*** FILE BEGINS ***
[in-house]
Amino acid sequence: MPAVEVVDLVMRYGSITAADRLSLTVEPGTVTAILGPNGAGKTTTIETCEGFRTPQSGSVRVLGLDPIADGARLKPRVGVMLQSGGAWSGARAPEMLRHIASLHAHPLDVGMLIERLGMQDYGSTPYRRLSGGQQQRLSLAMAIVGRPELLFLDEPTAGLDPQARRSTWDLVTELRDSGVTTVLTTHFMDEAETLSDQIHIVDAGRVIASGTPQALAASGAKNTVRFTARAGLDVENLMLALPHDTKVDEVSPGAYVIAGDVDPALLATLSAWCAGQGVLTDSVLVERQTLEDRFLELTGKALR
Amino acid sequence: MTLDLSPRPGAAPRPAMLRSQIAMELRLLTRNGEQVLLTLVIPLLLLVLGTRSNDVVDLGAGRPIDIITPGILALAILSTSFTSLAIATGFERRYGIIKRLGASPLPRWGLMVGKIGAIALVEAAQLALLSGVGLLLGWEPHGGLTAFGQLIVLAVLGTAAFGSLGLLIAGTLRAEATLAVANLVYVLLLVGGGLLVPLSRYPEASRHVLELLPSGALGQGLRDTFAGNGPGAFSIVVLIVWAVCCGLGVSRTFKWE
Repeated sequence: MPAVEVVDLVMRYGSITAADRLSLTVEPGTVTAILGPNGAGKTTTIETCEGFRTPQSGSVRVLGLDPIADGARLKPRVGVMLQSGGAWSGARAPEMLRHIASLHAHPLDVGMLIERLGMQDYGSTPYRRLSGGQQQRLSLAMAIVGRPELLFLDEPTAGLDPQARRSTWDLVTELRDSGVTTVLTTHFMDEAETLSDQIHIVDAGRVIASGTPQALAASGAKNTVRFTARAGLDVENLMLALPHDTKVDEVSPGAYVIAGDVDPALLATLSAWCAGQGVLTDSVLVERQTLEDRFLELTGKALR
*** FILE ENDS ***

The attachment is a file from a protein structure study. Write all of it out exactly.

[in-house]
Amino acid sequence: MPAVEVVDLVMRYGSITAADRLSLTVEPGTVTAILGPNGAGKTTTIETCEGFRTPQSGSVRVLGLDPIADGARLKPRVGVMLQSGGAWSGARAPEMLRHIASLHAHPLDVGMLIERLGMQDYGSTPYRRLSGGQQQRLSLAMAIVGRPELLFLDEPTAGLDPQARRSTWDLVTELRDSGVTTVLTTHFMDEAETLSDQIHIVDAGRVIASGTPQALAASGAKNTVRFTARAGLDVENLMLALPHDTKVDEVSPGAYVIAGDVDPALLATLSAWCAGQGVLTDSVLVERQTLEDRFLELTGKALR
Amino acid sequence: MTLDLSPRPGAAPRPAMLRSQIAMELRLLTRNGEQVLLTLVIPLLLLVLGTRSNDVVDLGAGRPIDIITPGILALAILSTSFTSLAIATGFERRYGIIKRLGASPLPRWGLMVGKIGAIALVEAAQLALLSGVGLLLGWEPHGGLTAFGQLIVLAVLGTAAFGSLGLLIAGTLRAEATLAVANLVYVLLLVGGGLLVPLSRYPEASRHVLELLPSGALGQGLRDTFAGNGPGAFSIVVLIVWAVCCGLGVSRTFKWE
Repeated sequence: MPAVEVVDLVMRYGSITAADRLSLTVEPGTVTAILGPNGAGKTTTIETCEGFRTPQSGSVRVLGLDPIADGARLKPRVGVMLQSGGAWSGARAPEMLRHIASLHAHPLDVGMLIERLGMQDYGSTPYRRLSGGQQQRLSLAMAIVGRPELLFLDEPTAGLDPQARRSTWDLVTELRDSGVTTVLTTHFMDEAETLSDQIHIVDAGRVIASGTPQALAASGAKNTVRFTARAGLDVENLMLALPHDTKVDEVSPGAYVIAGDVDPALLATLSAWCAGQGVLTDSVLVERQTLEDRFLELTGKALR